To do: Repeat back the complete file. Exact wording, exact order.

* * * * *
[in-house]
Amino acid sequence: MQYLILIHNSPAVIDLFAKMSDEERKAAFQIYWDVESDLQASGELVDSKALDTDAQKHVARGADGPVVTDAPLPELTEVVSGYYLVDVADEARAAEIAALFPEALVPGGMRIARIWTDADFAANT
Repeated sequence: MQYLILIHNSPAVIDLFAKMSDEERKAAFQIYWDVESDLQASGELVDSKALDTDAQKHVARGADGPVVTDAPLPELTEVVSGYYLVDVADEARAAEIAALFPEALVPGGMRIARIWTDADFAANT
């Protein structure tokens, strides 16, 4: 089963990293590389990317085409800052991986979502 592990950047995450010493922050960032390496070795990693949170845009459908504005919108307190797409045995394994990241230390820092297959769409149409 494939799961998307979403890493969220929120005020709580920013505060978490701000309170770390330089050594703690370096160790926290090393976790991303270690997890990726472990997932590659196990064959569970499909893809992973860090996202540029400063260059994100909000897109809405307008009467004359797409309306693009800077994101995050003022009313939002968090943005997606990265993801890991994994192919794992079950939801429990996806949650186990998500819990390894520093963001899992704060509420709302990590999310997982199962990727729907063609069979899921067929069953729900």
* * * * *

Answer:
[in-house]
Amino acid sequence: MQYLILIHNSPAVIDLFAKMSDEERKAAFQIYWDVESDLQASGELVDSKALDTDAQKHVARGADGPVVTDAPLPELTEVVSGYYLVDVADEARAAEIAALFPEALVPGGMRIARIWTDADFAANT
Repeated sequence: MQYLILIHNSPAVIDLFAKMSDEERKAAFQIYWDVESDLQASGELVDSKALDTDAQKHVARGADGPVVTDAPLPELTEVVSGYYLVDVADEARAAEIAALFPEALVPGGMRIARIWTDADFAANT
């Protein structure tokens, strides 16, 4: 089963990293590389990317085409800052991986979502 592990950047995450010493922050960032390496070795990693949170845009459908504005919108307190797409045995394994990241230390820092297959769409149409 494939799961998307979403890493969220929120005020709580920013505060978490701000309170770390330089050594703690370096160790926290090393976790991303270690997890990726472990997932590659196990064959569970499909893809992973860090996202540029400063260059994100909000897109809405307008009467004359797409309306693009800077994101995050003022009313939002968090943005997606990265993801890991994994192919794992079950939801429990996806949650186990998500819990390894520093963001899992704060509420709302990590999310997982199962990727729907063609069979899921067929069953729900």